Our mission is to develop physician leaders in Community Health by teaching innovative techniques to provide high-quality, comprehensive and empathetic care in resource-poor settings.
Kaiser Permanente Northern California offers 2 distinct 13-month fellowships in Community Health, the Community Medicine and Global Health Fellowship based in Napa-Solano and the Community Medicine and Health Disparities Fellowship based in Oakland. During the 13-month fellowships (July 1 – July 31), fellow time will be spent as follows:
- Community-based Primary Care (50-60%): fellows will provide Primary Care to the medically underserved at non-Kaiser community-based clinics and Federally Qualified Health Centers
- Community Project and Didactics (20-30%): fellows will have protected time for didactics and dedicated mentors to help develop their required community- based scholarly project
- Kaiser Permanente clinics (10-20%): over the course of the 13 months, fellows will spend 1-2 half-days per week learning the Kaiser system first-hand by performing clinical duties at the primary Kaiser Permanente site
- Other opportunities (10-20%): Fellows will also have options to pursue rotations in Global Health or Health Policy, conduct mentored research, or develop further community-based initiatives
Tessa Stecker, MD
Regional Director, KP Northern California Community Medicine Fellowships
Tessa Stecker MD, is the Program Director for the Kaiser Permanente Northern California Community Medicine Fellowships and Program Director for the KP Northern California Resident Health Policy Elective. In addition to overseeing the community medicine fellows, she works closely with medical students and residents completing their community medicine and global health rotations and projects at the KP Napa-Solano Family Medicine Residency Program (KPNSFMRP). Her areas of interest include community medicine, global health, medical education, adverse childhood events, and homeless medicine.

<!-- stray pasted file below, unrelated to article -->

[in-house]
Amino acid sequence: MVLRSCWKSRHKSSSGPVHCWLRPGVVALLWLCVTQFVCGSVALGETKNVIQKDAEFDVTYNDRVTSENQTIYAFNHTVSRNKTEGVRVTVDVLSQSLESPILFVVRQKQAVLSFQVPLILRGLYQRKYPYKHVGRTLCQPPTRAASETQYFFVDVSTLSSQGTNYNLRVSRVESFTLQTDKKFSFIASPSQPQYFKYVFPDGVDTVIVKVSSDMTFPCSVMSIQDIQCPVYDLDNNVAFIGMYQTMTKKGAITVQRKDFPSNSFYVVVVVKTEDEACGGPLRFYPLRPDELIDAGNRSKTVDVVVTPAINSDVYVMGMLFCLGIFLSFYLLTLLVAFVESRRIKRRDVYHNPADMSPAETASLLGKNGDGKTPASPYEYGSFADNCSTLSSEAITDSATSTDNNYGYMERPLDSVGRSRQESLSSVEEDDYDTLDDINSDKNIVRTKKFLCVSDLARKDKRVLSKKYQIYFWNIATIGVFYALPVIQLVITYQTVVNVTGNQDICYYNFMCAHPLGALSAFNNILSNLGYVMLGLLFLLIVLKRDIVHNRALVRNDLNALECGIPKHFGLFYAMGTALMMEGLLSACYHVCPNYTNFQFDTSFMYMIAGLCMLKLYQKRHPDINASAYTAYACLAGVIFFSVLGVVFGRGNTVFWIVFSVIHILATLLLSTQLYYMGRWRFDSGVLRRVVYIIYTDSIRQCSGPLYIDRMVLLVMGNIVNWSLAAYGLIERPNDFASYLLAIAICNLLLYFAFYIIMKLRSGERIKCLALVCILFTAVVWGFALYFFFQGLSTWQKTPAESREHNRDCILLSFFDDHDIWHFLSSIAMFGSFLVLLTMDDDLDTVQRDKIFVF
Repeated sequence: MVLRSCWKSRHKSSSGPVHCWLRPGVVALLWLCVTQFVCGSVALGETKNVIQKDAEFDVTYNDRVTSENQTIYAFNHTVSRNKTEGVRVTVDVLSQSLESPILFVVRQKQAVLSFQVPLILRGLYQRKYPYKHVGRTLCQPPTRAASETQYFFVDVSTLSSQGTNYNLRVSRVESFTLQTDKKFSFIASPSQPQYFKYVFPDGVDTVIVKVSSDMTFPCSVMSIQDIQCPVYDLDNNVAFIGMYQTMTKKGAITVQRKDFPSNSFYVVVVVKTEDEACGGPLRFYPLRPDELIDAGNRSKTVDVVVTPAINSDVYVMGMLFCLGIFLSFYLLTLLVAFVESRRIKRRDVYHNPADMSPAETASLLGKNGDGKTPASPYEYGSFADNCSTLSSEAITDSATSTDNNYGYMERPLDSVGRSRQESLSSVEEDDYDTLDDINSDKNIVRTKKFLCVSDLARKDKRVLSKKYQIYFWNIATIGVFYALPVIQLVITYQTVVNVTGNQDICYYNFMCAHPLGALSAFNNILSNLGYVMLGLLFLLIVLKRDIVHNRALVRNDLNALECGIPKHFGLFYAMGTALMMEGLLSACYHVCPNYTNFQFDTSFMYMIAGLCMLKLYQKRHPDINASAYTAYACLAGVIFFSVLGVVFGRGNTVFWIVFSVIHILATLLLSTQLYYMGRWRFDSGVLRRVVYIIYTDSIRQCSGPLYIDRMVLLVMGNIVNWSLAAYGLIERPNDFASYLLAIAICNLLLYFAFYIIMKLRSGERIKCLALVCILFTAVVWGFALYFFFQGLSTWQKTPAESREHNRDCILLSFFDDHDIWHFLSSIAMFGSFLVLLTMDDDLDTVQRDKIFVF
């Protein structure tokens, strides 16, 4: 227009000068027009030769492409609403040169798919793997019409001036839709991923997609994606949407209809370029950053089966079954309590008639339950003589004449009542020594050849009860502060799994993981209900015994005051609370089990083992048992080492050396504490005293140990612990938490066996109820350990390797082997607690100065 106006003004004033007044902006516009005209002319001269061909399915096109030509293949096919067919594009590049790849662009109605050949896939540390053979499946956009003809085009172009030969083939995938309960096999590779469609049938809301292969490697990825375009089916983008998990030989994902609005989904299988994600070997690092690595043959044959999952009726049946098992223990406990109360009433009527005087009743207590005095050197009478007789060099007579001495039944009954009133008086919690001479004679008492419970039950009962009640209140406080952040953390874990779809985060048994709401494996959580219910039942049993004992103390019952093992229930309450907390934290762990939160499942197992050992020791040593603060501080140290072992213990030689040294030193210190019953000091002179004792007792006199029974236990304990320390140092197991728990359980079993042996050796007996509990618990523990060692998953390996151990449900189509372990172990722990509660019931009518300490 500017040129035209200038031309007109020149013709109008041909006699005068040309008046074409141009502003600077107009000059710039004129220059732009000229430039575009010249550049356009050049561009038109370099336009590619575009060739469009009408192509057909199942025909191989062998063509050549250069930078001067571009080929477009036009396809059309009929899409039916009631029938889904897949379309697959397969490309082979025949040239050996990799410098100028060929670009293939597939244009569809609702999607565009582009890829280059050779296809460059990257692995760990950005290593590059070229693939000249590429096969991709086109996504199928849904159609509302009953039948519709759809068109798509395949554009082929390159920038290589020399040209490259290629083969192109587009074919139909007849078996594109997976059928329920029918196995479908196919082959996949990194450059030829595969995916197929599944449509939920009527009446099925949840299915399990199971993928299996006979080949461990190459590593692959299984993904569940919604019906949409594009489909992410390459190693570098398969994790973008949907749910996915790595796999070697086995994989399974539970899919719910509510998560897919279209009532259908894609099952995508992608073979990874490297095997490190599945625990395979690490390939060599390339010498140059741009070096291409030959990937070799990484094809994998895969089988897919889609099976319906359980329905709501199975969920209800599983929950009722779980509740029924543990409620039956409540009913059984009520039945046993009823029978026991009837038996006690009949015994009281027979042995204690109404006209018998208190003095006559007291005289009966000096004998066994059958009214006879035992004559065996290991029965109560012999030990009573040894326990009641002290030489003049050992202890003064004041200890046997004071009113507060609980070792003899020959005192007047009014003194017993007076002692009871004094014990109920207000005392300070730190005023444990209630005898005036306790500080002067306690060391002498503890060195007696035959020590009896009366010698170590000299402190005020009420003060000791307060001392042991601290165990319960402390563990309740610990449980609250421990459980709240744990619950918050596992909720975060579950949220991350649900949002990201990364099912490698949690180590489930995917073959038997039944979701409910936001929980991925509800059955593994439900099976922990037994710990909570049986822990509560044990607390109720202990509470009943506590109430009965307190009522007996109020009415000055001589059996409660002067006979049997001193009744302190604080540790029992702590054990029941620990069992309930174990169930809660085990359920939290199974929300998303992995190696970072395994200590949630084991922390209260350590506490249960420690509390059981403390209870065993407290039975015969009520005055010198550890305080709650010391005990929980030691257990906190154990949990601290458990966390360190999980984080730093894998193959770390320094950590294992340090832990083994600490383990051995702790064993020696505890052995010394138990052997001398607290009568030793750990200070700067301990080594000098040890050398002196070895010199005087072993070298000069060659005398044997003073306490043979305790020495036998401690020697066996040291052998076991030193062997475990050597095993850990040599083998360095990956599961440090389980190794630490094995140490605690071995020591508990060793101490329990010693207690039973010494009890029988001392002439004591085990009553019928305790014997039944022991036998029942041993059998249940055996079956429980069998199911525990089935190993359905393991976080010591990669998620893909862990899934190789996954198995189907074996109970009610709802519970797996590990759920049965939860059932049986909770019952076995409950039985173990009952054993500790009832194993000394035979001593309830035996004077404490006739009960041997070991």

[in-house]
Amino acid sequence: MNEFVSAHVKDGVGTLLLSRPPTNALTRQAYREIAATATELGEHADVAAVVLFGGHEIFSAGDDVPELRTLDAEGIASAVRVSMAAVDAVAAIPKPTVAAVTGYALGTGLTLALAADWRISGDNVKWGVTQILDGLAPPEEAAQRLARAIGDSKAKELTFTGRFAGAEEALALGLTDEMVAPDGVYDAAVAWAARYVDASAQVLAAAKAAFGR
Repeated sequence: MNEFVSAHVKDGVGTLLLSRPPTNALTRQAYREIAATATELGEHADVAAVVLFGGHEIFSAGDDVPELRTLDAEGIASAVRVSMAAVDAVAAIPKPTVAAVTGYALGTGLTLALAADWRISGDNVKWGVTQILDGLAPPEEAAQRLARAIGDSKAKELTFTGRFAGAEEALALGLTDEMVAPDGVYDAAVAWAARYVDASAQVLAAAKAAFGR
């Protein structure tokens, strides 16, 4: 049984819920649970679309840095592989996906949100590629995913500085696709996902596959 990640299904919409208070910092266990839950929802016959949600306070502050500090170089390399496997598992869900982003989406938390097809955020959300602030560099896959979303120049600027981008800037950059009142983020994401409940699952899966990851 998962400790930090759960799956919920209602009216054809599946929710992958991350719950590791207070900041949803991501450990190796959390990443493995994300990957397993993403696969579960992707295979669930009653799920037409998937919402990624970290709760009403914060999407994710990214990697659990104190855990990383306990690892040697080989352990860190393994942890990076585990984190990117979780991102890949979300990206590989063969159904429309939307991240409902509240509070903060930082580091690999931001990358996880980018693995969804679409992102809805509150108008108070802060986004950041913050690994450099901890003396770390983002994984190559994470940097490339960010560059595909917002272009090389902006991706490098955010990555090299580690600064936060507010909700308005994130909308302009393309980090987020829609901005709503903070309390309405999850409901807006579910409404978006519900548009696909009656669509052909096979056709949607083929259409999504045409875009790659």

Dr. Stecker attended the University of Southern California for her undergraduate and medical education where she developed a passion for health education, serving underserved populations and working with students as a mentor and teacher. She completed her residency at the Kaiser Woodland Hills (KWH) Family Medicine Program where she served as a chief resident in her last year. Following residency, she split her time between working at the Downtown Women’s Center and the Center for Community Health on Skid Row, teaching Introduction to Clinical Medicine at USC, and working at various local community clinics and urgent care centers. In 2014 she completed a fellowship in Community Medicine at KWH where she worked with medical students and residents in various community clinics and supervised specialty clinics in dermatology and procedures at Kaiser Woodland Hills. In August 2015, Dr. Stecker relocated to Northern California to complete the UCSF Faculty Development Fellowship and develop the community medicine and global health fellowship at the KPNSFMRP. She has since assumed the roles of program director for the regional community medicine fellowships and program director for the resident health policy elective.